Author ORCID Identifier
Date of Graduation
Doctor of Philosophy (PhD)
David J. McConkey, Ph.D.
Joya Chandra, Ph.D.
Varsha Gandhi, Ph.D.
Chunru Lin, M.D., Ph.D.
Xiaoping Su, Ph.D.
NON-CODING RNAS IDENTIFY THE INTRINSIC MOLECULAR SUBTYPES OF MUSCLE-INVASIVE BLADDER CANCER
Andrea Elizabeth Ochoa, B.S.
Advisory Professors: David J. McConkey, Ph.D. and Joya Chandra, Ph.D.
There has been a recent explosion of genomics data in muscle-invasive bladder cancer (MIBC) to better understand the underlying biology of the disease that leads to the high amount of heterogeneity that is seen clinically. These studies have identified relatively stable intrinsic molecular subtypes of MIBC that show similarities to the basal and luminal subtypes of breast cancer. However, previous studies have primarily focused on protein-coding genes or DNA mutations/alterations.
There is emerging evidence implicating non-coding RNAs (ncRNAs), both short (miRNA) and long (lncRNA), in the regulation of various biological processes involved in cancer development and progression. The molecular mechanisms of miRNAs are relatively straightforward by inhibiting their mRNA targets, but the molecular mechanisms of lncRNAs are largely unknown. The identification of miRNAs and lncRNAs that contribute to the gene expression patterns of basal and luminal subtypes of MIBC will add another layer of subtype regulation.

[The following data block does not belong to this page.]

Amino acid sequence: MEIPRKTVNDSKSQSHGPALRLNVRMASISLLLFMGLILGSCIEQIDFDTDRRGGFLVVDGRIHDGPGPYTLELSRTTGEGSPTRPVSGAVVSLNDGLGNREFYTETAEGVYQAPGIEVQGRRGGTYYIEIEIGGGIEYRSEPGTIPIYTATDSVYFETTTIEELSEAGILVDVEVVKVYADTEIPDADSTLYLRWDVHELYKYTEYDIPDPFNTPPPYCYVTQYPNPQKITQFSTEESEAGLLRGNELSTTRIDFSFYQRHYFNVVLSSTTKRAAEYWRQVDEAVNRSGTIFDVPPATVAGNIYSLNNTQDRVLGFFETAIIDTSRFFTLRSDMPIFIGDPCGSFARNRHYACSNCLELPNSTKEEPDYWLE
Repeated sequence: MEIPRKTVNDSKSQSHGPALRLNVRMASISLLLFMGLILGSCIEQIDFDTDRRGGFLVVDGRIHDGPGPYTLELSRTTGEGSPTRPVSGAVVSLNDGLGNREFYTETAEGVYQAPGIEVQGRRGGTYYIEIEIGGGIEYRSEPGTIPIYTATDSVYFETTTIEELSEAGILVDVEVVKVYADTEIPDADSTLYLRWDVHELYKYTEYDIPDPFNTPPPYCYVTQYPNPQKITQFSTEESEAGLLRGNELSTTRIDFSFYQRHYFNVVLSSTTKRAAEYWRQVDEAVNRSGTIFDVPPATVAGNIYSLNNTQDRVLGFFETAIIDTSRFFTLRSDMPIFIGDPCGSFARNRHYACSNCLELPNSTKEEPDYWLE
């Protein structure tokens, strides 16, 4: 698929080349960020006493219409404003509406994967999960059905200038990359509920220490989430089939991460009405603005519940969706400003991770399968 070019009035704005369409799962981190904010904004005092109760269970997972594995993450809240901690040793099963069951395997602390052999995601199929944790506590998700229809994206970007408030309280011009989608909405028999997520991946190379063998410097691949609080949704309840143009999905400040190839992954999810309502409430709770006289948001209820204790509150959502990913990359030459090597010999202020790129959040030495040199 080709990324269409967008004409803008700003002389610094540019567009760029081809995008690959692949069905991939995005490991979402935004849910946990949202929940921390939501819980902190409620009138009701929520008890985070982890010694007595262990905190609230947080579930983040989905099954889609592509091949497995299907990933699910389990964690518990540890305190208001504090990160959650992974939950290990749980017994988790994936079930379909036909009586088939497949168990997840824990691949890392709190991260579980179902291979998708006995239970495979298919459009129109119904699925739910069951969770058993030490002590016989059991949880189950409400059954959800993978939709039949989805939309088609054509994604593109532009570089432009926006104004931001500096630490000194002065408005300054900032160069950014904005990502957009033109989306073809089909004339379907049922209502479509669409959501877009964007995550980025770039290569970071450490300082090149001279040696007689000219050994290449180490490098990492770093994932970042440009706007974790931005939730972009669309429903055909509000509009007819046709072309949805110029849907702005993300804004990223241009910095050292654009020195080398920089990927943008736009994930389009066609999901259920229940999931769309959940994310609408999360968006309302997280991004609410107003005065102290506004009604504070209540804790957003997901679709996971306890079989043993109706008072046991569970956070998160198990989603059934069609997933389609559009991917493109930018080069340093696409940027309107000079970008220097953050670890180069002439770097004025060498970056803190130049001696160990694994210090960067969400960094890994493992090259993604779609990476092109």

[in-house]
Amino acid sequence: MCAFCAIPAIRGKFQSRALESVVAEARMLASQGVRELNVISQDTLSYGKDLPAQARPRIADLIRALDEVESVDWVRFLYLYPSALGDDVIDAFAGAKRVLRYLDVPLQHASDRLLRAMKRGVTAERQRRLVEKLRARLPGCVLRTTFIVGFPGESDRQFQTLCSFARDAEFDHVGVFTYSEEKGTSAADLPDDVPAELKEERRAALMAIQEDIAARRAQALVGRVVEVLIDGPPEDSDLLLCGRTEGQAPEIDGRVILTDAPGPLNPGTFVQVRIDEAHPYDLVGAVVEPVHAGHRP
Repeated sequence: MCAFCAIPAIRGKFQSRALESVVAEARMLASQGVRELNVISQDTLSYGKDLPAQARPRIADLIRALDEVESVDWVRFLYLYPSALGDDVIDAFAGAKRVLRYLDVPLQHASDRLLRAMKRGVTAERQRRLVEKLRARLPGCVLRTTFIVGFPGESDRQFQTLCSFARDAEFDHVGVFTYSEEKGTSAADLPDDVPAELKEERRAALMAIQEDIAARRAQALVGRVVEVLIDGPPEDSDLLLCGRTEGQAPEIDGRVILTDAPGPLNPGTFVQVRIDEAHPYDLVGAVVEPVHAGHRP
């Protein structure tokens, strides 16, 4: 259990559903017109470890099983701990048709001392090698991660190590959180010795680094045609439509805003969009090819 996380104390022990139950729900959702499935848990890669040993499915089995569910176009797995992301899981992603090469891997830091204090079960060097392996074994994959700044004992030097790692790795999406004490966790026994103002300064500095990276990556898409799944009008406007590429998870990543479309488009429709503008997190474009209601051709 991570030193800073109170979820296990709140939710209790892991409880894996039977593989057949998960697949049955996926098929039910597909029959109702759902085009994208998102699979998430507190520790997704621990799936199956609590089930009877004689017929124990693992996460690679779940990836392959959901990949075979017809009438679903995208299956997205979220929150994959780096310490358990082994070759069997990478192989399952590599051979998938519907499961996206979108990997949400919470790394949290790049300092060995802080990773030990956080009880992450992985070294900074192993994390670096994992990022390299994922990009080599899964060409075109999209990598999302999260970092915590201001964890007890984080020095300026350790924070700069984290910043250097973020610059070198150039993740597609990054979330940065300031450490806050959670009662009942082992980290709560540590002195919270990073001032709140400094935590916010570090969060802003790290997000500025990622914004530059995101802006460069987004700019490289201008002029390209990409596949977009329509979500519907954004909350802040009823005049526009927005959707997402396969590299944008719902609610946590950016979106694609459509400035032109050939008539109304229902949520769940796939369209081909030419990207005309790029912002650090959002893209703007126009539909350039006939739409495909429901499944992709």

In this work, we sought to study the differences in miRNA and lncRNA expression across the subtypes of MIBC. We started with TCGA’s cohort of 408 tumors as a discovery cohort to identify differentially expressed miRNAs and lncRNAs that were specific to the basal and luminal subtypes of MIBC. We developed our own miRNA-sequencing data set to perform validation studies, and we found that the mRNA targets of the differentially expressed miRNAs were highly reminiscent of the already known basal and luminal subtype biology. We also developed bioinformatic analyses to extract lncRNA expression data that was used for unsupervised consensus clustering. Surprisingly, unsupervised analyses of the lncRNA expression data revealed two distinct clusters that exhibited more than 90% concordance with the subtype classifications made using mRNA expression data.
Taken together, the results presented here suggest that miRNA expression profiles, or lncRNA expression profiles, could be used as an alternative strategy to identify MIBC subtype. These findings could have significant clinical implications in the development of diagnostic tools for MIBC since miRNAs and lncRNAs are both stably expressed in body fluids.
urothelial cancer, TCGA, consensus clustering, EMT, miRNA, lncRNA